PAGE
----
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ACP Leads Collaborative Effort to Allow Students Meaningful Access to Electronic Health Records

Almost all schools and their affiliated hospitals and clinics now use an electronic health record (EHR).  But as a student,

  • Have you been taught how to use it?
  • Are you allowed full access to the EHR?
  • Can you write meaningful notes in it?
  • Are you able to write orders using the EHR?

If you answered “No” to any of these questions, you may be worried that you might not be fully prepared to care for patients when you reach residency.  This is the concern of ACP and other medical education organizations involved with student and resident training.

Before the EHR, students simply wrote in the physical chart of the patients they saw; these notes were reviewed, corrected, and signed by your attending and were often used as the basis for discussing appropriate physician documentation as part of the learning process.  However, with the advent of EHRs, many hospitals and health systems began restricting student access to the medical chart or significantly limiting what students are able to do within the EHR.  Surveys show extremely wide variability in student use of the EHR, ranging from read-only access to full documentation and ordering privileges, with very few institutions providing specific teaching about how to effectively and appropriately use the EHR.

The reasons given for this change are many, including technical complexities for giving students access to the EHR, worries about patient privacy, and medicolegal concerns regarding student documentation in the chart that might lead to increased risk (although there has been no change in the law regarding student documentation since the transition from physical charts to electronic form).  Plus, current Medicare regulations severely limit the use of student notes for documentation used for billing; this raises concerns about potential billing noncompliance by attendings and the possibility of significant fines to the organization.  Collectively, these factors have led many hospitals, health systems, and clinics to severely restrict student documentation in the EHR to avoid these issues.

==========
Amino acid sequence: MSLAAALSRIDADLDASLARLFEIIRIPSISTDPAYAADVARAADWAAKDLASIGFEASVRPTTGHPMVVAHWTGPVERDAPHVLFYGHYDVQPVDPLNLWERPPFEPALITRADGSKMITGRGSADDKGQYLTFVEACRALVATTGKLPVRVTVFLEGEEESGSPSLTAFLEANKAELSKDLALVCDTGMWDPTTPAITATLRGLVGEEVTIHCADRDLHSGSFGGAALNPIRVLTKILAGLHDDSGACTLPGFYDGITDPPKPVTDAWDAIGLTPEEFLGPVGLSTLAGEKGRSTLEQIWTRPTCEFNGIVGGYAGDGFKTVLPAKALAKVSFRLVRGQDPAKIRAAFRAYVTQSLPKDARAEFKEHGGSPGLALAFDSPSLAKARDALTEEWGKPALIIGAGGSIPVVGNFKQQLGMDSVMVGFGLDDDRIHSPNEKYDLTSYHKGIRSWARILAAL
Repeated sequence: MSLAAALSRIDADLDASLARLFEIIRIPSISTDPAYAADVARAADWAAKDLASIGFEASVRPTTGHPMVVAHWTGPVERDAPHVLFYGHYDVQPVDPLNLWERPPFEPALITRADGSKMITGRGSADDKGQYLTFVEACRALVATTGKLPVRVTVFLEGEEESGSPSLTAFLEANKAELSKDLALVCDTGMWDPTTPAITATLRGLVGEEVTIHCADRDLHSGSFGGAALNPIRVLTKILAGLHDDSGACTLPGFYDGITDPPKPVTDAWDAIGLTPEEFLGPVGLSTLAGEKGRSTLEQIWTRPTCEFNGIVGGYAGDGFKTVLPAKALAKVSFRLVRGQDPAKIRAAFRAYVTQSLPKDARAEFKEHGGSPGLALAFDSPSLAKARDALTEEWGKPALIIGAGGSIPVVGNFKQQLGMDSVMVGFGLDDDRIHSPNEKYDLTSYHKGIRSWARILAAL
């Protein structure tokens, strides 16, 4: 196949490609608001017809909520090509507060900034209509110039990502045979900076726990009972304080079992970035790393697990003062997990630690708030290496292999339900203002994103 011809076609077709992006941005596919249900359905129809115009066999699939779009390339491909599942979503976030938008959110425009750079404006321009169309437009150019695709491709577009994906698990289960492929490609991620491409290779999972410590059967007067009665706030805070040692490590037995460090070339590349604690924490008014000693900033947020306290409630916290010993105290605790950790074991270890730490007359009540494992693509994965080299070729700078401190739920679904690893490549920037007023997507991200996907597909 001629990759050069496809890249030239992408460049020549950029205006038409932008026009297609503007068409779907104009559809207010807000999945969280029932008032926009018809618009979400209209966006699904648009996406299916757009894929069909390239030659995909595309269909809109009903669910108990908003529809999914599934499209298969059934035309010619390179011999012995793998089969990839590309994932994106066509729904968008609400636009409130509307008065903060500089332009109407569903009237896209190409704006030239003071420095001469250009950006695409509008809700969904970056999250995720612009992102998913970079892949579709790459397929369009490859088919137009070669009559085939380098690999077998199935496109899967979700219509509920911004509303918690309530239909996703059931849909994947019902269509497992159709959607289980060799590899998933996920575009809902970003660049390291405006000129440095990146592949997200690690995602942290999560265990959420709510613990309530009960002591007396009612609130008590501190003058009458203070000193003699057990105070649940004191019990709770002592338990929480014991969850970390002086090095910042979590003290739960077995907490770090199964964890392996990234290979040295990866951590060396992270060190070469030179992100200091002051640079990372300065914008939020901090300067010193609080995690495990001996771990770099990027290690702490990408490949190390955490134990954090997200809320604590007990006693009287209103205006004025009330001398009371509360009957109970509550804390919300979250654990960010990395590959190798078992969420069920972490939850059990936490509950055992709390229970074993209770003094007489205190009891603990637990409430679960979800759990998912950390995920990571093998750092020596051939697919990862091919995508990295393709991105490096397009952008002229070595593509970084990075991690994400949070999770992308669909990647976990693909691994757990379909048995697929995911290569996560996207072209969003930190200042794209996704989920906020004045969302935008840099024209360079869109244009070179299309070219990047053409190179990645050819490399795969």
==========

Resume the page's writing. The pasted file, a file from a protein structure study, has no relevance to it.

At the same time, almost all major medical education organizations recommend or require that students receive training and experience in use of the EHR in medical school to prepare them for residency.  This includes the Association of American Medical Colleges (the association of the nation’s medical schools), and the Accreditation Council for Graduate Medical Education (the organization that sets the standards for residency training in the US).  Additionally, the USMLE Step 2 Clinical Skills Examination requires that students be able to write notes in electronic form as part of that assessment.

The ACP believes that impaired medical student access to or limitations on student use of the EHR threatens development of these important skills needed for continued training and the lifelong practice of medicine.